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Concerns growing over impact on Japan from U.S.-China tensions

  • May 9, 2019
  • , Jiji Press , 5:24 p.m.
  • English Press

Tokyo, May 9 (Jiji Press) — Concerns are growing in Japan over the possible impact on its economy from intensifying trade tensions between the United States and China.

Some private economists estimate that the trade war could push down Japan’s annual exports by almost one pct. Japan’s exports to China account for about 20 pct of the country’s total.

The United States plans to raise tariffs on 200 billion dollars’ worth of Chinese goods from the current 10 pct to 25 pct on Friday.

Shunsuke Kobayashi, economist at the Daiwa Institute of Research, forecasts that the higher tariffs would hold back a recovery in the Chinese economy, which has been expected to become evident starting in the latter half of this year.

He estimates that Japan’s annual exports would be dragged down by nearly one pct due to a possible decrease in demand in China for Japanese electronics parts and manufacturing equipment.

In addition, U.S. President Donald Trump has expressed his readiness to impose 25 pct tariffs on the remaining Chinese goods that currently are not subject to U.S. sanctions.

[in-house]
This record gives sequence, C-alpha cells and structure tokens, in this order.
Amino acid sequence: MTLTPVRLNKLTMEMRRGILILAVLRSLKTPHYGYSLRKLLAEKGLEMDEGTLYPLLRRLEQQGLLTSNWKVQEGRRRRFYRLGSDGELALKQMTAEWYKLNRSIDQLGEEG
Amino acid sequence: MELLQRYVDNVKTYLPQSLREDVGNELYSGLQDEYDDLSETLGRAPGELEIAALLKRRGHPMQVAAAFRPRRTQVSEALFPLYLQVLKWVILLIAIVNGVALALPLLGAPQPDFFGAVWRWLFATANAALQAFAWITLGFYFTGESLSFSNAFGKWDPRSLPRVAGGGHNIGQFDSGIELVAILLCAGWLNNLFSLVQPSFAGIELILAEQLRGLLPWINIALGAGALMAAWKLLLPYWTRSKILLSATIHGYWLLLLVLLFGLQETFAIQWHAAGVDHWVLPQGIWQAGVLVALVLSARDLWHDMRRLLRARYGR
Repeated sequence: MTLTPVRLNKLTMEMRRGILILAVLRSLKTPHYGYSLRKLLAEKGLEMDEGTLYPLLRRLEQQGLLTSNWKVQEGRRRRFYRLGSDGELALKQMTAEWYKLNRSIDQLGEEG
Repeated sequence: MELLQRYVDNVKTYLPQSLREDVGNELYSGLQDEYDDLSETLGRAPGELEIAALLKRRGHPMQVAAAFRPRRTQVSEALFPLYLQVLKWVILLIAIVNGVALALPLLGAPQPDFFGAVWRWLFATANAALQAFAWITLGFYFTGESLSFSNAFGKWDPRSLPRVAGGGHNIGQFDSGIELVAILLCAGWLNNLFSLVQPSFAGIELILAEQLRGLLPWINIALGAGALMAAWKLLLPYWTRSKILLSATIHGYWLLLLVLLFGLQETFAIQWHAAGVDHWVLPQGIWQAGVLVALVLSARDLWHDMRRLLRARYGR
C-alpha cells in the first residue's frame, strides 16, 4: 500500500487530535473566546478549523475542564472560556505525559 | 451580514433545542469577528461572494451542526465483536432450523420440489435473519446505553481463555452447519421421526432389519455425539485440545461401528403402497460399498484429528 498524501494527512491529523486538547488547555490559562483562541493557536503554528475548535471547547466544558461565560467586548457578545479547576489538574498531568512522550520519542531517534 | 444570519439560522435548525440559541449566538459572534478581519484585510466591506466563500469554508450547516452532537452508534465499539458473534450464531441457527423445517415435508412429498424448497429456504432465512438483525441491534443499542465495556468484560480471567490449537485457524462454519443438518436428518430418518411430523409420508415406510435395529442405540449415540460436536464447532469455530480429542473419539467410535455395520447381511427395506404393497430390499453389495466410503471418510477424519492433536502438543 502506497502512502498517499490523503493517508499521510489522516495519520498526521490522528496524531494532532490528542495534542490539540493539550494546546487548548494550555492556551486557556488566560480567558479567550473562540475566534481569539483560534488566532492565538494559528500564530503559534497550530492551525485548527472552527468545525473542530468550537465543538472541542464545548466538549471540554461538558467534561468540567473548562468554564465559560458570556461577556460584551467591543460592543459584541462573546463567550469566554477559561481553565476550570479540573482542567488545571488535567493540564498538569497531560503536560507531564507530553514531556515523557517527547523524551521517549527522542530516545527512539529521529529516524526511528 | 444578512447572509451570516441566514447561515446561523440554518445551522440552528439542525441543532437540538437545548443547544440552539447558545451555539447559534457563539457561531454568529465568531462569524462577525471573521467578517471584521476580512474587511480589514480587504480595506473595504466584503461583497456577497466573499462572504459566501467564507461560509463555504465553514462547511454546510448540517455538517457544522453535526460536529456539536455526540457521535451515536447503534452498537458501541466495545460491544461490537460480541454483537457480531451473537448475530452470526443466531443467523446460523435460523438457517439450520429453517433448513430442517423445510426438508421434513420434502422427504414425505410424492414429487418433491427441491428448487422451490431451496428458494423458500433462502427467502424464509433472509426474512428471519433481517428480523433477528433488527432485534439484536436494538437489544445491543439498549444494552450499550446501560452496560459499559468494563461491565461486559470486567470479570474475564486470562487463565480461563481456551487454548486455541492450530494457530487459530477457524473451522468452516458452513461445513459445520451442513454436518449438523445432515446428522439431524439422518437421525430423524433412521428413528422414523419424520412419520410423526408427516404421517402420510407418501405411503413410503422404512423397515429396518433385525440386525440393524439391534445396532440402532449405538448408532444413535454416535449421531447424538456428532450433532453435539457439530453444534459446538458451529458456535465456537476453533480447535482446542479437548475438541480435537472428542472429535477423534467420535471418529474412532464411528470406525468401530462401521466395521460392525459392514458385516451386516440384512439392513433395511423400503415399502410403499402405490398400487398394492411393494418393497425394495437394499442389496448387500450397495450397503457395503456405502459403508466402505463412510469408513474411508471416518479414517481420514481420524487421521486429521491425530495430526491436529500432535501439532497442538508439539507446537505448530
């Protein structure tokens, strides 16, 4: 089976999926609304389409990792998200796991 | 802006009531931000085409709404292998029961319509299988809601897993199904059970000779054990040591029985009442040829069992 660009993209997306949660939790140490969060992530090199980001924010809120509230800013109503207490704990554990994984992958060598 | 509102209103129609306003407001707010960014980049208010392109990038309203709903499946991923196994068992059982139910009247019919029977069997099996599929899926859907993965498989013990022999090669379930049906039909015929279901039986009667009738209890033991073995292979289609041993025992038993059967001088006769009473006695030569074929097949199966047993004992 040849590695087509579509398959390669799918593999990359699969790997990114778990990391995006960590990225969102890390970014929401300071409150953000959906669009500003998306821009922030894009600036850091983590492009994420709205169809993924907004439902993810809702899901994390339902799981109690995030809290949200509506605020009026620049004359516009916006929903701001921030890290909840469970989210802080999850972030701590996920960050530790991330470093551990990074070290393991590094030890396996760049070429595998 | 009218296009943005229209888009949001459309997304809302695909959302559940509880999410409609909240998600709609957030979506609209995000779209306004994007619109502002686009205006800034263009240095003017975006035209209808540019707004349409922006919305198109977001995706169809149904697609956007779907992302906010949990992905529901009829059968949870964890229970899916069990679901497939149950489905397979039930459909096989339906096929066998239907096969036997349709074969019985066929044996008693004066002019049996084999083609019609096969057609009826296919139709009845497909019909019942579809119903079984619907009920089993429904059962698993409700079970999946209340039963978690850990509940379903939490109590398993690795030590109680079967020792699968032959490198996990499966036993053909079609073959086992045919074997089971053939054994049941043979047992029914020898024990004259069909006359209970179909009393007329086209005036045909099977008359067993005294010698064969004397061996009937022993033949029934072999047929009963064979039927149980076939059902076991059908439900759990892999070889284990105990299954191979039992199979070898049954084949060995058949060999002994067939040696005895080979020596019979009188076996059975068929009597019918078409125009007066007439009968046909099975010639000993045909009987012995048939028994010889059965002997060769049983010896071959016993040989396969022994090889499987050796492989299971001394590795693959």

Shinichiro Kobayashi, chief researcher at Mitsubishi UFJ Research and Consulting Co., predicts that 25 pct tariffs on all Chinese goods would drive down China’s annual growth rate below 6 pct, eroding Japanese exports, production and capital investment.

If Washington slaps 25 pct tariffs on all Chinese goods and Beijing retaliates, the economic growth rate would be pushed down by one percentage point in China, 0.8 point in the United States and 0.5 point in the world by 2021, according to an estimate from the Organization for Economic Cooperation and Development.

Japan’s Cabinet Office is highly likely to lower its assessment of the index of coincident economic indicators to “worsening,” a wording that has not been seen for some six years, on Monday when it releases preliminary data for March.

Furthermore, separate Cabinet Office data, due May 20, are expected to point to the country’s first negative growth in two quarters for the January-March period.

Kobayashi believes that the Japanese economy will inevitably enter a period of recession if the planned consumption tax increase in October dents consumption while China’s slowdown persists.

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